When I came clean with one old friend, I wrote her a long letter, a really detailed letter, a letter that talked about psychosis and suicide attempts, and a letter that apologized for not being in her wedding when I was too psychotic to be there. Her response? She never wrote back. That was a few months ago and I let it go and then, finally, since she has already cut me out of her life, I ceremoniously defriended her on Facebook the other day because I don’t need people who can’t handle my truth and who don’t care about my existence to be in my life at all.

    I guess I am contradicting myself here, but hopefully you can understand what I’m saying.

    • said:

      Jen…are there any takeaways from your experiences discussing your illness in a “public speaking” capacity that you’ve been able to apply to talking with friends, family, or other closer relationships? Or are the contexts too different? I wonder whether there are ways to frame the discussion when the audience isn’t directly responding that can be applied to one-on-one discussions…or whether the very fact that the audience isn’t directly responding makes the situations incomparable? In the same vein, is there a sort of confidence in talking about it that you can take from public speaking opportunities and apply to closer relationships…or even vice versa?

      • That’s an interesting question. I think for me talking to an audience is kind of empowering because they are generally there for the purpose of learning about mental illnesses, whether they be police officers or high school students or mental health professionals, so they have some either real or imposed interest in the topic. And I am basically there to teach them about what it’s like to have this illness. So I tell my story in an effort to, not only feel validated for myself, but to create awareness for everyone who has any mental illness since we’ve all been silenced and stigmatized and shunned in one way or another. So, for that public speaking stuff, I feel like I have a higher purpose, a duty, even, that I am fulfilling when I do it, and even though I get really nervous doing it, I feel like I am doing my part to try to make a difference and combat the stigma.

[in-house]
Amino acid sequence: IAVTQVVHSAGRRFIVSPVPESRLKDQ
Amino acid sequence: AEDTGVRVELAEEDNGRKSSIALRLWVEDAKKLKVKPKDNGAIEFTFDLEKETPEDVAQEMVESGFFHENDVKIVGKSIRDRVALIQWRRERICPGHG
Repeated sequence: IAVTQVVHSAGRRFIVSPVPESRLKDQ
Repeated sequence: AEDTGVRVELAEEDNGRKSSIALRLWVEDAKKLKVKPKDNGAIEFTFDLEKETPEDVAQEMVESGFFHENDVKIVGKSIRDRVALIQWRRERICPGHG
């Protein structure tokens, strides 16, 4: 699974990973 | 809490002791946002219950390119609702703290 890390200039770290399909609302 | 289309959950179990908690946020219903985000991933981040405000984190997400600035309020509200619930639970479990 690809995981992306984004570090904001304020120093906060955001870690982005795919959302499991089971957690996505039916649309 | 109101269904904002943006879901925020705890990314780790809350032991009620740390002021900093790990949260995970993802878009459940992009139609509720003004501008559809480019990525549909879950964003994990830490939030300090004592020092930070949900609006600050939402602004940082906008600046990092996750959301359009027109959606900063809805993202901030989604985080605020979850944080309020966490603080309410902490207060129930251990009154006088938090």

When I’m talking to individuals, it’s different because they don’t always have an interest in the subject at all. My family, for example, has little interest. The people I am friends wtih through the feminist organization I’m involved in largely express no interest. So if I was to start a conversation with them about the illness, even though some of htem know that I have the illness and have never really cared to talk to me about it, then I would feel rather arrogant and as if I was trying to get attention for myself for self gratification. And I think that is how I’d be viewed.

        It would be different if I felt like more people wanted to know my story, who know me, but….I’m just not getting that impression from anybody. Then there are some people I know who don’t kow me well enough to know at all about the illness, don’t even know I have an illness, and with them, it would be really hard to create this discussion because I just woudln’t know where to start, and since I’m not close with those people i wouldn’t really feel comfortable doing it.

        But you do make a good point here. If I could get some of that confidence I have when I feel like I’m out there making a difference by exposing myself through my story, and put that into private conversatoins, maybe it would be easier to start those
        conversations. It’s just hard when you don’t feel like poeple are interested at all. Or when you know they wouldn’t “get it” easily at all.

        With my coworkers, we just don’t have long conversations about personal things, so it would be hard to just briefly mention that I have this serious illness that has deeply affected all aspects of my life for many ears, you know?

        • said: